You have the option of joining back into Jenny Lake Trail on your way down. Depending how long the boat wait is, you might just opt for that.

Taggart and Bradley Lake Loops

Just under 4 miles round trip, Taggart loop is considered easy, while combined with Bradley Lake it is another 2 miles and rated moderate.

This area is popular for wildflowers by the time June ends. The roadway leading in can become crowded so plan your hike before 10 am or after 4 pm for better parking.

There are some shade trees along the way. But even if the day is cool you need to stay hydrated!

How Much Time to Spend

I recommend spending three days minimum in Grand Teton National Park.

The weather can be super fickle in this area. If there are even just a few clouds in the sky, they'll likely be hovering around the peaks. While storm clouds definitely make for dramatic photos, your main goal is generally to see the Tetons.

We weren't able to see the mountains in their full splendor until the afternoon on Day 3, when the mist finally cleared.

If you make quick work of your stops and take advantage of the extra summer sunlight, you could squeeze all can't-miss items into all three days.

But leave room for traffic delays, finnicky weather, and plenty of enjoyment. There's no point rushing your trip!

Since there's only one main road going through the park, traffic can be brutal, especially if your only choice is to go south into Jackson because Yellowstone is closed.

The road going by Moose and Teton Village is currently under construction as well, and takes you further west than Jackson.

Where to Stay

If you're on a budget like us, you'll either want to reserve a campground site or stay quite a ways from the park and drive in. Jackson is a popular, higher end location at all times of the year.

We enjoyed our cozy stay at Gros Ventre Campground, located near the Mormon Row attraction.

However, know that I booked this campsite more than six weeks in advance and it was the only spot available in the entire park! All other campgrounds were full.

The reservation was only for one night but it was eventful because it was Scout's first camping experience and we tented it while thunder and lightning carried on right above us.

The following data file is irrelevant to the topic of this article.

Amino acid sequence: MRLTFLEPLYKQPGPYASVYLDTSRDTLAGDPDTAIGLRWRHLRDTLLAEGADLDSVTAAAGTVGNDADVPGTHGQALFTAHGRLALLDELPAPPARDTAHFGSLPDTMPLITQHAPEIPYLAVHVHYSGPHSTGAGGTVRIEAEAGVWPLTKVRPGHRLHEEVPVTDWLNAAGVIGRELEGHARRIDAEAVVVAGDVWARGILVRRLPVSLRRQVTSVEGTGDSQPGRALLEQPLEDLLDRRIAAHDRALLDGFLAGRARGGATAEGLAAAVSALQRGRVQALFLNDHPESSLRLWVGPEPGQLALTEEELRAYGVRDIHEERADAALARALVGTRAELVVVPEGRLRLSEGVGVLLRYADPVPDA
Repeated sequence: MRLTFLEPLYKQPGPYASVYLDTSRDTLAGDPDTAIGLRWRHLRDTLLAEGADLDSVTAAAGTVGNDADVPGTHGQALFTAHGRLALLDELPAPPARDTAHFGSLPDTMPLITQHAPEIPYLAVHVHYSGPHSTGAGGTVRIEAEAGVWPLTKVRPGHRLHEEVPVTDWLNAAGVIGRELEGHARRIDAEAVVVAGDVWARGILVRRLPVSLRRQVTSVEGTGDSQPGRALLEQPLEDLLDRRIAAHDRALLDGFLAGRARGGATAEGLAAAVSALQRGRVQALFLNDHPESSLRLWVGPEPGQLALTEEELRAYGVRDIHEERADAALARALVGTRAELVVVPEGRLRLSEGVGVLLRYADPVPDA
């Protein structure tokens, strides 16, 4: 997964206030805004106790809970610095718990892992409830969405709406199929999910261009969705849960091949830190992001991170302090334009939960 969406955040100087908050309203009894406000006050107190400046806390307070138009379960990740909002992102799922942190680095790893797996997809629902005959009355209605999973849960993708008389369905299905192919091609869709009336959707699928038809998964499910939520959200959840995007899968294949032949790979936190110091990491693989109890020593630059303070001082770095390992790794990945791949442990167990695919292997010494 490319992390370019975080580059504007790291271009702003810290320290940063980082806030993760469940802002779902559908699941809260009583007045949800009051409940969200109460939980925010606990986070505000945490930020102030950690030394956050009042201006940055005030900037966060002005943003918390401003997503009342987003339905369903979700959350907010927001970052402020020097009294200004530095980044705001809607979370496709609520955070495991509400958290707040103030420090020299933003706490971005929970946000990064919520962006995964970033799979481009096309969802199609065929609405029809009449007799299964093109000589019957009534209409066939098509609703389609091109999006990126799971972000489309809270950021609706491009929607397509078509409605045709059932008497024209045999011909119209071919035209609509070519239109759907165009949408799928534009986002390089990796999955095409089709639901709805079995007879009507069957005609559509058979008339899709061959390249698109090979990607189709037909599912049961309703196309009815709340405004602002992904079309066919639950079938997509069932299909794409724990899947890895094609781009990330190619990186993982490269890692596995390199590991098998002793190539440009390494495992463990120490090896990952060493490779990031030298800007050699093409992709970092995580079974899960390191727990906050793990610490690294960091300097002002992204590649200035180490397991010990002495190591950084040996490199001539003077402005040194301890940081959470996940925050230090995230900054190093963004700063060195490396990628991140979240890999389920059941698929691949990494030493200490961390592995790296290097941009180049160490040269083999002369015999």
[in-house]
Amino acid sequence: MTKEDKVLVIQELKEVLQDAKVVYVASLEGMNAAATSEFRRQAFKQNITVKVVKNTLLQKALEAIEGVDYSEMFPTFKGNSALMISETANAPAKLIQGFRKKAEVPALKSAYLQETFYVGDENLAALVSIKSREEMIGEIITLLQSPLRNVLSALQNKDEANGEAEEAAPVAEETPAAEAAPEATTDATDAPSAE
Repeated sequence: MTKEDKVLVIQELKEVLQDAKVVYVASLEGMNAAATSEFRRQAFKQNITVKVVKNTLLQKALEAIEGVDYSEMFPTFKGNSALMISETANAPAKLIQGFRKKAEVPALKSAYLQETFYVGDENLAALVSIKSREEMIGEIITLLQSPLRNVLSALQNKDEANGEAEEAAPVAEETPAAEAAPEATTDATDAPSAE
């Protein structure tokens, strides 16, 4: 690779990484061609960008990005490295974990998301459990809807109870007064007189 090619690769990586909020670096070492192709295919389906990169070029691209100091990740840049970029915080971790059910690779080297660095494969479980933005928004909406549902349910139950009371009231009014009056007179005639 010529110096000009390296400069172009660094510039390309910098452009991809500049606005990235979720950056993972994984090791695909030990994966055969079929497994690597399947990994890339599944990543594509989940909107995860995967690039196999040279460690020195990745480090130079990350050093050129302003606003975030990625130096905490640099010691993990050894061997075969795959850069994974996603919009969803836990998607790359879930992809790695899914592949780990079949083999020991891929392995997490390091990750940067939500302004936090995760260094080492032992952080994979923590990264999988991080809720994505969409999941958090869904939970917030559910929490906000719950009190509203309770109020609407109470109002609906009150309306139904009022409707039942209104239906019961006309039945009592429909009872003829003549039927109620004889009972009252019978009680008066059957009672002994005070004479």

Had we had the energy to get up at 5 am, we could have walked a short way from our campsite to witness the sunrise glowing on Grand Teton mountain.

On our way into and out of the area, we also booked a rustic cabin and a tiny home in eastern Idaho (Ririe and Victor, respectively). We loved both!

The prices for accommodations over the border are so much cheaper. Also, the drive through the Teton Pass is so pretty it's worth the extra 35-45 minutes (depending on traffic).

Dog Daycare

While we loved having our pups with us on the road and at our dog friendly accommodations, they aren't allowed on national park trails. We totally understand the hazards, of course, but it definitely isn't convenient.

Thankfully, DogJax just south of the main Jackson strip was the perfect place to drop our boys off for daycare.

Their prices are reasonable, $35 for a full play day. However, a second dog from the same family is $25.

Both our pup and our 10 year old had a great time playing! The staff was friendly, the kennels looked clean and organized, and equipped with indoor and outdoor areas, including splash zones for extra fun!

Their pickup and dropoff hours are 7am-7pm. Note that you'll need to create a profile, prove your dog's vaccinations, and reserve dates online prior to rolling into town.

For more suggestions for dogs, check out this post.

Final Thoughts

We loved western Wyoming as much as we hoped and were so happy to witness it with our dogs as much as they were allowed.

I wish we would have had better weather on one of the other days to enjoy a longer, more challenging hike. But otherwise, the highlights I shared above are definitely what not to miss on a trip to Grand Teton National Park.

Unlike many national parks, there isn't a pay station on highway 191 as you enter the park. But you'll still want to have your America the Beautiful parks pass on hand and hanging in your windshield.

Park rangers are everywhere and there are a few guard stations in other parts of the park.

Just remember, if you visit during the busy season from June to early September, expect crowds. In order to have room and less delays, get to the park early and leave closer to 7 pm. You might miss the dinner rush that way as well.

I also recommend taking time to walk through Jackson. Yes, you'll mostly find overpriced souvenir shops and basic restaurant food. But they often put on wild west street performances and the main square is lovely on a sunny day.

You'll likely meet lots of fellow dog lovers, too!